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Comment: 6 degrees of separation? (Score 1) 149

by dacaldar (#49303639) Attached to: "Descent" Goes For a Crowdfunding Reboot (and a Linux Version)
I fondly remember this - it was way better than Doom, and the only game I really ever played a lot and mastered, thanks to my own customized keyboard layout that let me move in several combinations of those "6 degrees" at once.

I assume by 6 degrees they mean the 3 ways of sliding/strafing (forward-backward, up/down, and left-right), + the 3 ways of rotating (pitch, yaw, roll).

It just sounds funny to hear "6 degrees" - it makes me think of 1/60th of a circle - not exactly freedom.

(Loved using the University's networks to play with a few friends late at night.)

Comment: This is way too lilttle too late (Score 1) 285

by dacaldar (#48386369) Attached to: U.S. and China Make Landmark Climate Deal
China plans to keep INCREASING emissions for the next 16 years?

Aren't we already pretty much past the point of no return for dramatic climate change now? So when we're all in 2030, with far more noticeable effects of global warming than we have seen yet today, we're all going to dance and cheer because now China's emissions will start going down, which might mean benefits a few decades out from there? And they're going to say "Thanks so much, people of 2014" for making sure that our current suffering due to sea level rise and breathing in air pollution is going to start reversing around 2045!

Comment: Re:That works fine if you manage to nip it in the (Score 2, Interesting) 381

by dacaldar (#48170391) Attached to: How Nigeria Stopped Ebola

> It isn't that strange. Because if you did listen to the news or watch television, then no, you didn't know about the 'threat', because what has been repeated time after time is 'there is no threat, relax, we can deal with this, we're prepared'.

No, it is strange. The "there is no threat, relax" message is not actually said in those words, (but close enough), is addressed to the non-medical public, and the motive to reduce panic in the populace is a correct one. The "we're prepared" part means that "we" medical staff, supposedly INCLUDING nurses in Texas, have an ounce of intelligence and training, and are in fact prepared. If the first nurse in Texas had bothered to be aware, training or not, of the outbreak in Africa, and made sure the Doctor was informed of the patient self-reporting that he had been to Liberia, none of this would have happened on US soil. What kind of idiot doesn't realize that it's CRITICAL to pass on this information repeatedly until it is acknowledged? I could see that, with no nurse training whatsoever.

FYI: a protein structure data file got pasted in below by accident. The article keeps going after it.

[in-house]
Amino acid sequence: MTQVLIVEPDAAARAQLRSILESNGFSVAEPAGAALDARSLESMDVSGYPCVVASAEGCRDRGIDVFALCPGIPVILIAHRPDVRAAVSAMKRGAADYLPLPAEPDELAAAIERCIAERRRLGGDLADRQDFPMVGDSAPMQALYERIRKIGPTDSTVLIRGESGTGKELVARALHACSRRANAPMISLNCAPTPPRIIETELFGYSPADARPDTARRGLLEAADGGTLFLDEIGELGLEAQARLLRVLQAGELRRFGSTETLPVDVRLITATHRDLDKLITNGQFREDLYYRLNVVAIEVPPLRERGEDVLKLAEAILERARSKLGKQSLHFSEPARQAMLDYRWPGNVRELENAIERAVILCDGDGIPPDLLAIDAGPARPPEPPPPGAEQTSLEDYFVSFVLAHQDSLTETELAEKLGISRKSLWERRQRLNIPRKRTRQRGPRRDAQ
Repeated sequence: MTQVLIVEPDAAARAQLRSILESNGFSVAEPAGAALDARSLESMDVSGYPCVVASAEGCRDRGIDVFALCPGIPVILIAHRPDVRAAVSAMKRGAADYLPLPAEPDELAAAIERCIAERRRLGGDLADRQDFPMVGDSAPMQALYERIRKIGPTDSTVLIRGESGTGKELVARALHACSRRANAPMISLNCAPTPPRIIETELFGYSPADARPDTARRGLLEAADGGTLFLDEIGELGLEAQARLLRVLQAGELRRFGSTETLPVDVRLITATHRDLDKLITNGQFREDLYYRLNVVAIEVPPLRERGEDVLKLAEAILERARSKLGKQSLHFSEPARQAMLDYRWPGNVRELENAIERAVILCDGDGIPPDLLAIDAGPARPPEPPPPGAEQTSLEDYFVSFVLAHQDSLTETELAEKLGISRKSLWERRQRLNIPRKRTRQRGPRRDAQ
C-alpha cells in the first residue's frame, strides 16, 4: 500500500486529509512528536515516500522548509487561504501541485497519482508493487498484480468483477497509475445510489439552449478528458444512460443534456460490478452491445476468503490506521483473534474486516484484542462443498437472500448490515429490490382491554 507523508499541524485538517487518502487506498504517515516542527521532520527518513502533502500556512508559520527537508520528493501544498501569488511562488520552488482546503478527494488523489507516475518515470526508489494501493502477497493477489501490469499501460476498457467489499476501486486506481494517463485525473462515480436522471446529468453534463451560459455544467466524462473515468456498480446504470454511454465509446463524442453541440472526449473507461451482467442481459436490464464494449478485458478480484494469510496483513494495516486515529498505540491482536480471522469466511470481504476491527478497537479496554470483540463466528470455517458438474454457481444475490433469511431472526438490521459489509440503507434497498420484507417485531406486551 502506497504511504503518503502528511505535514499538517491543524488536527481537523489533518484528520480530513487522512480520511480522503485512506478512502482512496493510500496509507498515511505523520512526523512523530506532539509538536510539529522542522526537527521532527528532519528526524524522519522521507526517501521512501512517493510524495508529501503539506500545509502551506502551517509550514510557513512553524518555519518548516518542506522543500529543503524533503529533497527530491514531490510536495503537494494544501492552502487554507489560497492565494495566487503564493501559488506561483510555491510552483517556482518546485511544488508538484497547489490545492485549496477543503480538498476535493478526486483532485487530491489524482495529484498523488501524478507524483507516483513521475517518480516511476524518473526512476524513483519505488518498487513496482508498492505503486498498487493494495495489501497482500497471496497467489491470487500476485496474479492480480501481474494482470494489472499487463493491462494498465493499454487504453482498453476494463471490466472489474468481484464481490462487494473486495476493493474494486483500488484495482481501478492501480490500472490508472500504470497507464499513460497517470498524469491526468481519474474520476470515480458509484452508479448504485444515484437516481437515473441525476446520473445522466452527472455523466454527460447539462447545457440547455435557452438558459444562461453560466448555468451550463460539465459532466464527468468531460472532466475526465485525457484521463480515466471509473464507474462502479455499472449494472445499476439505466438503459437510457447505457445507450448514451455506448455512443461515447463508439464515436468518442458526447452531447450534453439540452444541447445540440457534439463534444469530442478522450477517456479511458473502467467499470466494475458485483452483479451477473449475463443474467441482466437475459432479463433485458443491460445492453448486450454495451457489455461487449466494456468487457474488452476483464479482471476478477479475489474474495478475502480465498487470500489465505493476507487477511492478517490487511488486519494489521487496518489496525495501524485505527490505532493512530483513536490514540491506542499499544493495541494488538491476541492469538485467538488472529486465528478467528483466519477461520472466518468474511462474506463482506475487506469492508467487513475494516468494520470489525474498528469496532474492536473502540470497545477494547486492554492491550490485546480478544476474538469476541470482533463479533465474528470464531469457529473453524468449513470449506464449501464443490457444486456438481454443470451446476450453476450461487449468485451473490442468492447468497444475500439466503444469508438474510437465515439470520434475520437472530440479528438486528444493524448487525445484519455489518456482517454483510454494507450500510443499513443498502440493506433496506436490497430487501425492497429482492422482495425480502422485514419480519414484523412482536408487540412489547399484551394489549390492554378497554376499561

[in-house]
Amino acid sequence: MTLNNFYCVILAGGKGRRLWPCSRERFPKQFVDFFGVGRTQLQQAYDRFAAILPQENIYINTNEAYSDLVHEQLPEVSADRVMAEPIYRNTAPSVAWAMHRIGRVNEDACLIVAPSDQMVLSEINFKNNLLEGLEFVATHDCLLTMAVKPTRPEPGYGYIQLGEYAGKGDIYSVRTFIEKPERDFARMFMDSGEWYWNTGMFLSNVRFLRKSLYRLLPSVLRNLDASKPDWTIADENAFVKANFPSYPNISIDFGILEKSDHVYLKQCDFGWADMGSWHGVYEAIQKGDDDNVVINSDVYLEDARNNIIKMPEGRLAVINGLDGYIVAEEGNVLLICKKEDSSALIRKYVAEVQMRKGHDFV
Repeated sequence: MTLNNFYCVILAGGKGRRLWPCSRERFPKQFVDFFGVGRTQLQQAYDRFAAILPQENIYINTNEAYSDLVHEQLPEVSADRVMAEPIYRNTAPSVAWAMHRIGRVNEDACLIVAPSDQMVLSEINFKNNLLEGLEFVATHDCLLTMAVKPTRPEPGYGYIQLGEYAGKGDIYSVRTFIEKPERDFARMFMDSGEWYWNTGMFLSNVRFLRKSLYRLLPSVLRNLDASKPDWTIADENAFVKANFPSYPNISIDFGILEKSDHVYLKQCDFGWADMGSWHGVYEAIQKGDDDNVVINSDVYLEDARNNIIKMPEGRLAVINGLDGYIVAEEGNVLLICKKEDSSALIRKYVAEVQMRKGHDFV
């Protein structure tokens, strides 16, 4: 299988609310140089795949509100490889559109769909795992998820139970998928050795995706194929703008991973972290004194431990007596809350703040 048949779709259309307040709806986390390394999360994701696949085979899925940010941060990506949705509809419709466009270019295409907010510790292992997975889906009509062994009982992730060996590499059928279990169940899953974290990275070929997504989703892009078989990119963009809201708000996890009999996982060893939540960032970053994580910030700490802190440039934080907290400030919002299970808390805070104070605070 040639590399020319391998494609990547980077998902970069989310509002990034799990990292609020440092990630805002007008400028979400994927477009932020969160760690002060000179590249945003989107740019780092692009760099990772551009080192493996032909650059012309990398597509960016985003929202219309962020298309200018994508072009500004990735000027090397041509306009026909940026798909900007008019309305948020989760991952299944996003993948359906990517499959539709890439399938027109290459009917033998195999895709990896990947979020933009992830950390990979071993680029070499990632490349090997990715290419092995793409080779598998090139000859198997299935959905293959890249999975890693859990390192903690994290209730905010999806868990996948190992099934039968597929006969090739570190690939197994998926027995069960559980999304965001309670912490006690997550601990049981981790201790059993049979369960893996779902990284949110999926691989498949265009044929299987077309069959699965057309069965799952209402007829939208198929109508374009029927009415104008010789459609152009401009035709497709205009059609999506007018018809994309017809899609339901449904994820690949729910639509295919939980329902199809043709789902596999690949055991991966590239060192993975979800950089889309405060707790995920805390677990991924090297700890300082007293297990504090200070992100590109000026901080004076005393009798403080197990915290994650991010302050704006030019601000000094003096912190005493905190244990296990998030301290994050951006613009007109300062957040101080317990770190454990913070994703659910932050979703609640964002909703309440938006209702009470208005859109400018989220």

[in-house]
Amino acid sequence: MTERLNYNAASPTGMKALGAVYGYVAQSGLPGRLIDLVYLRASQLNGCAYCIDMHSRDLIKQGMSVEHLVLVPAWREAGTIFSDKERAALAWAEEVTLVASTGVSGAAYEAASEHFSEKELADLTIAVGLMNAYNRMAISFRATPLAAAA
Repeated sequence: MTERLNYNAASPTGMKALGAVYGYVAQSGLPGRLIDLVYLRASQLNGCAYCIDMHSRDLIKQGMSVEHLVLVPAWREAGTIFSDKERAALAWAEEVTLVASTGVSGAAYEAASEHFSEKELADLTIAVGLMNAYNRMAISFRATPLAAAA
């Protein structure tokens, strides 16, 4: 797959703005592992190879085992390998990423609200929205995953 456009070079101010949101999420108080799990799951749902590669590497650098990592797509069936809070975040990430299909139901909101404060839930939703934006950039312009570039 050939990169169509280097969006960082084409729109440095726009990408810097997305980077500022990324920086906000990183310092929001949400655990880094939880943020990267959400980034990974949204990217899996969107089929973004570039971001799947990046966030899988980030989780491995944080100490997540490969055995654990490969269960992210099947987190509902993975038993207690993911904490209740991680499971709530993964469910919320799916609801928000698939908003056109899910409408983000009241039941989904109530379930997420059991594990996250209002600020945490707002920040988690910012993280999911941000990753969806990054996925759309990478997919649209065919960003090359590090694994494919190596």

Now we are one or two steps perilously closer to that critical mass where you can't track down everyone that all the people had contact with, as mentioned by in earlier comment.

Comment: Are you joking? (Score 1) 579

by dacaldar (#47377797) Attached to: Unintended Consequences For Traffic Safety Feature
First of all, anyone who didn't realize that drivers will make use of this information, is not worthy to be working on, or studying, this project.

Secondly, this information is USEFUL to drivers and should be INTENTIONALLY given to them. I personally slow down for a lot more intersections than I used to because I can see in advance that I won't be able to make it. Yes, in a minority of situations, I speed up , so that I get through the intersection rather than miss it by a second or two, but I don't do this at the expense of safety, why would I? Oh right, I forgot, many drivers do not have a clue as to how to pay attention to all aspects of their on-road environment, but we let them drive anyway because driving is important to North American society on the whole.

The solution is not to remove information from competent drivers. Remove the incompetent drivers!

P.S. It also wouldn't kill cities to have better light timing (I'm looking at you, @citywaterloo) so that drivers don't feel so frustrated at being constantly robbed of time and momentum for poor reasons, and then maybe you'd have fewer people making bad judgement calls and choosing to race a light counter when they are too far back to safely do so.